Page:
US newspapers launch online ad network

Four of the top newspaper companies in the US, including the New York Times Company and Hearst, are to launch an online ad sales business targeting wealthy consumers.

QuadrantOne, which is also backed by the Los Angeles Times-owner Tribune Company and USA Today-owner Gannett, will aggregate online audiences across the four businesses to give advertisers better access to the high-end consumers they are looking to target.

The launch comes as US newspapers struggle to generate new online revenues to replace fast depleting traditional print business.

The four claim that the QuadrantOne network will have a reach of nearly 50m monthly unique visitors and covers 27 out of the top 30 markets.

The launch will be the first time that advertisers have had the capability to deliver their brands and messages on a national scale through online newspaper and broadcasting sites of the participating media companies.

Each participating company has agreed to dedicate advertising inventory to QuadrantOne so that the network can offer customised online campaigns on a competitive basis. It will allow advertisers to place the same ad across hundreds of local websites on the same day with one buy.

Jack Williams, president of Gannett Digital Ventures, said: "For the first time, the media industry will be able to compete effectively for advertising dollars currently going to the national portals and others. QuadrantOne's audience is of the highest quality. By networking our sites, we have delivered -- in one stroke -- the reach and scope desired by national advertisers."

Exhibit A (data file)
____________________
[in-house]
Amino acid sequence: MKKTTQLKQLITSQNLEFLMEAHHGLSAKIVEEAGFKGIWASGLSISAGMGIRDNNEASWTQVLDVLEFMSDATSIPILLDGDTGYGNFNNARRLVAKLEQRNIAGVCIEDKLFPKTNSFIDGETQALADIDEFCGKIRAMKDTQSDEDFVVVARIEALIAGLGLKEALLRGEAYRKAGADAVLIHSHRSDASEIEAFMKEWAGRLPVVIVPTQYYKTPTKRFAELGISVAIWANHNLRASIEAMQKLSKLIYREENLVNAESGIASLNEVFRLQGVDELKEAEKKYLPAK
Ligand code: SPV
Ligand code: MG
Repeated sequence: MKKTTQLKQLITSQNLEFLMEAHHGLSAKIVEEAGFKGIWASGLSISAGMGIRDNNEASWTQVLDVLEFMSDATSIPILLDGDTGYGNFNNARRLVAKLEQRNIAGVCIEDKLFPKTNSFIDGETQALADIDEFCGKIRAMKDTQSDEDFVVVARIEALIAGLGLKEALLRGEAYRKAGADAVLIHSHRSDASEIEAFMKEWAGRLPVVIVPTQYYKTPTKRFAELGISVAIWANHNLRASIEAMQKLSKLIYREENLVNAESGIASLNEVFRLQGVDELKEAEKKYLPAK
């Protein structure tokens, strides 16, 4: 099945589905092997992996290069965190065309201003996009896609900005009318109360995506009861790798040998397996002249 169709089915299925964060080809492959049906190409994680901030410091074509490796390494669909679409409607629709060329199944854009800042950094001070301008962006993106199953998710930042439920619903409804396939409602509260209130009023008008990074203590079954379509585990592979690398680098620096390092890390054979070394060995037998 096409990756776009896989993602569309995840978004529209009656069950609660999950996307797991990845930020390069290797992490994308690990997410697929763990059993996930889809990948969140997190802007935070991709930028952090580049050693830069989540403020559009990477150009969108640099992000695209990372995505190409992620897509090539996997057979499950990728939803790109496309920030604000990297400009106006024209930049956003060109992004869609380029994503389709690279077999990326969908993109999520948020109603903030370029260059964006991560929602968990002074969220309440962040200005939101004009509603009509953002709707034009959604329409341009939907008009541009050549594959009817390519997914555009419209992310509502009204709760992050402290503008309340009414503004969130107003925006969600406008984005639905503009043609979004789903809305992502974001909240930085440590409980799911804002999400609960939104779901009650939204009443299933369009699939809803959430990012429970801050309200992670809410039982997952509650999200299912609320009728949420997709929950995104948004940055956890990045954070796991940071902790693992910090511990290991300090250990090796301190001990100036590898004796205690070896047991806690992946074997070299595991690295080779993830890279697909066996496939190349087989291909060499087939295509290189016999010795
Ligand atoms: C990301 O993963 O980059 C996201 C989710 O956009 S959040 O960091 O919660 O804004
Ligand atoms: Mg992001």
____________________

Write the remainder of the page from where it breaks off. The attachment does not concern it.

The move has been welcomed by media buyers who see it as a way of circumventing the fragmented market place.

Chris Boothe, president and chief activation officer at Starcom US, said: "When faced with a growing number of fragmented ad media options, particularly on the web, advertisers are looking for new opportunities and innovative models providing a valuable, measurable consumer experience.

"QuadrantOne steps up to the challenge of the new media future, and on behalf of our advertisers, we appreciate that it provides hyper-localized opportunities for brand impact that resonate with targeted audiences."

Lincoln Millstein, senior vice-president of digital media at Hearst Newspapers, added: "We now have the ability to offer advertisers the aggregated inventory of our prized content categories such as health, business news, technology, sports, personal finance and auto news. That's never been possible before."

Last week, the Los Angeles Times and the New York Times announced hundreds of job cuts, as publishers make cutbacks in the face of falling print revenues.

Meanwhile, the New York Times remains under pressure from dissident investors who want it to change strategy and focus more on digital.

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